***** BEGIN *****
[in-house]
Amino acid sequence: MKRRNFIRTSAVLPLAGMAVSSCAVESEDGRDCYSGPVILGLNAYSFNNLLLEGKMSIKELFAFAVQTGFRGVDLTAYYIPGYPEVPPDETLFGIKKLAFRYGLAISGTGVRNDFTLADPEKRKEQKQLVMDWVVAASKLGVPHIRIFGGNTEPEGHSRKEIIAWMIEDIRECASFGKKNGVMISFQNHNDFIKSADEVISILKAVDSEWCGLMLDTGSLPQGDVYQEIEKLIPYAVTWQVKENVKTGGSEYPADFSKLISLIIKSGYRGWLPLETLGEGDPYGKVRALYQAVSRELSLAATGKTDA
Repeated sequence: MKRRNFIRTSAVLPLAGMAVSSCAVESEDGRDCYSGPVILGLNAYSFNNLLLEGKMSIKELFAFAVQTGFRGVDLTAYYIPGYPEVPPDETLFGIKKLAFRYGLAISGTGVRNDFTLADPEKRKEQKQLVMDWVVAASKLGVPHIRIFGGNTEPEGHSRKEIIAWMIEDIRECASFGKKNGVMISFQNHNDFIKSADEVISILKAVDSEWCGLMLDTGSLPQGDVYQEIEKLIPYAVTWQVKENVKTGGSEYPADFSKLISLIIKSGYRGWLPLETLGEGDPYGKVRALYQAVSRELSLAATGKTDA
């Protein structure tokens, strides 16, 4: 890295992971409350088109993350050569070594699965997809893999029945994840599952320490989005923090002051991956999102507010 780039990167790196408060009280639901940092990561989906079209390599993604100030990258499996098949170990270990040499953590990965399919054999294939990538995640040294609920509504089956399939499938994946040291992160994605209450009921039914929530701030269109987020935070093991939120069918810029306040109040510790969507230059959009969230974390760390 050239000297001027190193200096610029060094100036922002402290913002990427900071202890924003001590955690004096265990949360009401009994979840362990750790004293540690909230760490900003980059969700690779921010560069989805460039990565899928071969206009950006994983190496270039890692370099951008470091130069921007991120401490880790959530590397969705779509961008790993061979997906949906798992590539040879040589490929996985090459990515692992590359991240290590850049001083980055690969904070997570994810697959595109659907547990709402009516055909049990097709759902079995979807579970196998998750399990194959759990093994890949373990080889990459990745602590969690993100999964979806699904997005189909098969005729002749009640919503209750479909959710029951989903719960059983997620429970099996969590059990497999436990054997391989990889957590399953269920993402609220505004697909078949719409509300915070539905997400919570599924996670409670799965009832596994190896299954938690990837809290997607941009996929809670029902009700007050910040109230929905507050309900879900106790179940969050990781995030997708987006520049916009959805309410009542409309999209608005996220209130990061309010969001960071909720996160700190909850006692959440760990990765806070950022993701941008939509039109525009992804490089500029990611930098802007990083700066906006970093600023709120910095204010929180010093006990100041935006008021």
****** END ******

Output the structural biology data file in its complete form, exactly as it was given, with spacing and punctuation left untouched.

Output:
[in-house]
Amino acid sequence: MKRRNFIRTSAVLPLAGMAVSSCAVESEDGRDCYSGPVILGLNAYSFNNLLLEGKMSIKELFAFAVQTGFRGVDLTAYYIPGYPEVPPDETLFGIKKLAFRYGLAISGTGVRNDFTLADPEKRKEQKQLVMDWVVAASKLGVPHIRIFGGNTEPEGHSRKEIIAWMIEDIRECASFGKKNGVMISFQNHNDFIKSADEVISILKAVDSEWCGLMLDTGSLPQGDVYQEIEKLIPYAVTWQVKENVKTGGSEYPADFSKLISLIIKSGYRGWLPLETLGEGDPYGKVRALYQAVSRELSLAATGKTDA
Repeated sequence: MKRRNFIRTSAVLPLAGMAVSSCAVESEDGRDCYSGPVILGLNAYSFNNLLLEGKMSIKELFAFAVQTGFRGVDLTAYYIPGYPEVPPDETLFGIKKLAFRYGLAISGTGVRNDFTLADPEKRKEQKQLVMDWVVAASKLGVPHIRIFGGNTEPEGHSRKEIIAWMIEDIRECASFGKKNGVMISFQNHNDFIKSADEVISILKAVDSEWCGLMLDTGSLPQGDVYQEIEKLIPYAVTWQVKENVKTGGSEYPADFSKLISLIIKSGYRGWLPLETLGEGDPYGKVRALYQAVSRELSLAATGKTDA
């Protein structure tokens, strides 16, 4: 890295992971409350088109993350050569070594699965997809893999029945994840599952320490989005923090002051991956999102507010 780039990167790196408060009280639901940092990561989906079209390599993604100030990258499996098949170990270990040499953590990965399919054999294939990538995640040294609920509504089956399939499938994946040291992160994605209450009921039914929530701030269109987020935070093991939120069918810029306040109040510790969507230059959009969230974390760390 050239000297001027190193200096610029060094100036922002402290913002990427900071202890924003001590955690004096265990949360009401009994979840362990750790004293540690909230760490900003980059969700690779921010560069989805460039990565899928071969206009950006994983190496270039890692370099951008470091130069921007991120401490880790959530590397969705779509961008790993061979997906949906798992590539040879040589490929996985090459990515692992590359991240290590850049001083980055690969904070997570994810697959595109659907547990709402009516055909049990097709759902079995979807579970196998998750399990194959759990093994890949373990080889990459990745602590969690993100999964979806699904997005189909098969005729002749009640919503209750479909959710029951989903719960059983997620429970099996969590059990497999436990054997391989990889957590399953269920993402609220505004697909078949719409509300915070539905997400919570599924996670409670799965009832596994190896299954938690990837809290997607941009996929809670029902009700007050910040109230929905507050309900879900106790179940969050990781995030997708987006520049916009959805309410009542409309999209608005996220209130990061309010969001960071909720996160700190909850006692959440760990990765806070950022993701941008939509039109525009992804490089500029990611930098802007990083700066906006970093600023709120910095204010929180010093006990100041935006008021």